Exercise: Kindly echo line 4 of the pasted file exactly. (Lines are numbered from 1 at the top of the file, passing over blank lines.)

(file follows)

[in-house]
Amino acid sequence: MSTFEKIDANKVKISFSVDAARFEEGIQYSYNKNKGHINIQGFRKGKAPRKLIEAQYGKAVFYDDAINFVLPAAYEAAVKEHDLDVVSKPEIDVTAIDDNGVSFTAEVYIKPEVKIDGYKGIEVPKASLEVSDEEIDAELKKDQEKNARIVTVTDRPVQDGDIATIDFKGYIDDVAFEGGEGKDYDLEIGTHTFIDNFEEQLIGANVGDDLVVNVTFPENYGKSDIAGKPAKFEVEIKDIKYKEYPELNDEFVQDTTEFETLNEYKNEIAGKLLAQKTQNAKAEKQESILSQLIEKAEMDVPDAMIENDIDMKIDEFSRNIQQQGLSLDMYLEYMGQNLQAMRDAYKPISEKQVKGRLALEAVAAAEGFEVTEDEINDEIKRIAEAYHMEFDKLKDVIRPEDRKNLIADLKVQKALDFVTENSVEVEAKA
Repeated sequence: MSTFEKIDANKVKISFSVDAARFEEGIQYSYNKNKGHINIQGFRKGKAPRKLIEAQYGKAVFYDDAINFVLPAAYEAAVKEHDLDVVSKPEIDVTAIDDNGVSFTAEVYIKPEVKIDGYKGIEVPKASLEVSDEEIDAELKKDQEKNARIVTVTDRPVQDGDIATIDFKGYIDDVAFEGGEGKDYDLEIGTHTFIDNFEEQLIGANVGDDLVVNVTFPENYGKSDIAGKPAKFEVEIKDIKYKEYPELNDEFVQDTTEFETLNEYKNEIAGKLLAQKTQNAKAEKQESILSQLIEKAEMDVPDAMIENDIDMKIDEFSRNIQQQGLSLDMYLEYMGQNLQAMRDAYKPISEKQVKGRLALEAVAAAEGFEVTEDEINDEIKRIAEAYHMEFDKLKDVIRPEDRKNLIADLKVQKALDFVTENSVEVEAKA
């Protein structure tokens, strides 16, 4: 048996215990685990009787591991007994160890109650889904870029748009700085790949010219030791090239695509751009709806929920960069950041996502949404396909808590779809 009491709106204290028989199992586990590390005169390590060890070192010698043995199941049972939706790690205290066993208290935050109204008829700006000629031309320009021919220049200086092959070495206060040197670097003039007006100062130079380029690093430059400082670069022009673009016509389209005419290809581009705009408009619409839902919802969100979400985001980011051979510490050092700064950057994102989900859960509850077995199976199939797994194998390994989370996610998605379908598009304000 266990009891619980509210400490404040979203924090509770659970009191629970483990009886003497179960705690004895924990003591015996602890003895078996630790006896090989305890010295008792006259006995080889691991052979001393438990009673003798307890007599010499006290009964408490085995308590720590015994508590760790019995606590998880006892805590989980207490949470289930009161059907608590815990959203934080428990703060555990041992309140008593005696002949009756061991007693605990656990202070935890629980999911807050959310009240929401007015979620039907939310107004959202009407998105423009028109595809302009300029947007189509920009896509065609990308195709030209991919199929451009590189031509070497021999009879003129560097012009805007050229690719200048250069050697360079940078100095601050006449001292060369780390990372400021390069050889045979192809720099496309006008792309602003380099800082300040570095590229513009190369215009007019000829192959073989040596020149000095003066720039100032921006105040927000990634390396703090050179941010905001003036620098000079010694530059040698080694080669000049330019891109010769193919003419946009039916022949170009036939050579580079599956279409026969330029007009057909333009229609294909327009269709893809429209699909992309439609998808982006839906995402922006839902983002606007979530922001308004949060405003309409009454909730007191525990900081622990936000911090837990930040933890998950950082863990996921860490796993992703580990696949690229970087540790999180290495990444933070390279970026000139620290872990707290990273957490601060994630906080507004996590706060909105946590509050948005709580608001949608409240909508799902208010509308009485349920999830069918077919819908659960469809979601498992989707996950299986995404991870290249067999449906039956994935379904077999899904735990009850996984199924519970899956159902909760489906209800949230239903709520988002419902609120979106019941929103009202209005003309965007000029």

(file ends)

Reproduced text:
């Protein structure tokens, strides 16, 4: 048996215990685990009787591991007994160890109650889904870029748009700085790949010219030791090239695509751009709806929920960069950041996502949404396909808590779809 009491709106204290028989199992586990590390005169390590060890070192010698043995199941049972939706790690205290066993208290935050109204008829700006000629031309320009021919220049200086092959070495206060040197670097003039007006100062130079380029690093430059400082670069022009673009016509389209005419290809581009705009408009619409839902919802969100979400985001980011051979510490050092700064950057994102989900859960509850077995199976199939797994194998390994989370996610998605379908598009304000 266990009891619980509210400490404040979203924090509770659970009191629970483990009886003497179960705690004895924990003591015996602890003895078996630790006896090989305890010295008792006259006995080889691991052979001393438990009673003798307890007599010499006290009964408490085995308590720590015994508590760790019995606590998880006892805590989980207490949470289930009161059907608590815990959203934080428990703060555990041992309140008593005696002949009756061991007693605990656990202070935890629980999911807050959310009240929401007015979620039907939310107004959202009407998105423009028109595809302009300029947007189509920009896509065609990308195709030209991919199929451009590189031509070497021999009879003129560097012009805007050229690719200048250069050697360079940078100095601050006449001292060369780390990372400021390069050889045979192809720099496309006008792309602003380099800082300040570095590229513009190369215009007019000829192959073989040596020149000095003066720039100032921006105040927000990634390396703090050179941010905001003036620098000079010694530059040698080694080669000049330019891109010769193919003419946009039916022949170009036939050579580079599956279409026969330029007009057909333009229609294909327009269709893809429209699909992309439609998808982006839906995402922006839902983002606007979530922001308004949060405003309409009454909730007191525990900081622990936000911090837990930040933890998950950082863990996921860490796993992703580990696949690229970087540790999180290495990444933070390279970026000139620290872990707290990273957490601060994630906080507004996590706060909105946590509050948005709580608001949608409240909508799902208010509308009485349920999830069918077919819908659960469809979601498992989707996950299986995404991870290249067999449906039956994935379904077999899904735990009850996984199924519970899956159902909760489906209800949230239903709520988002419902609120979106019941929103009202209005003309965007000029």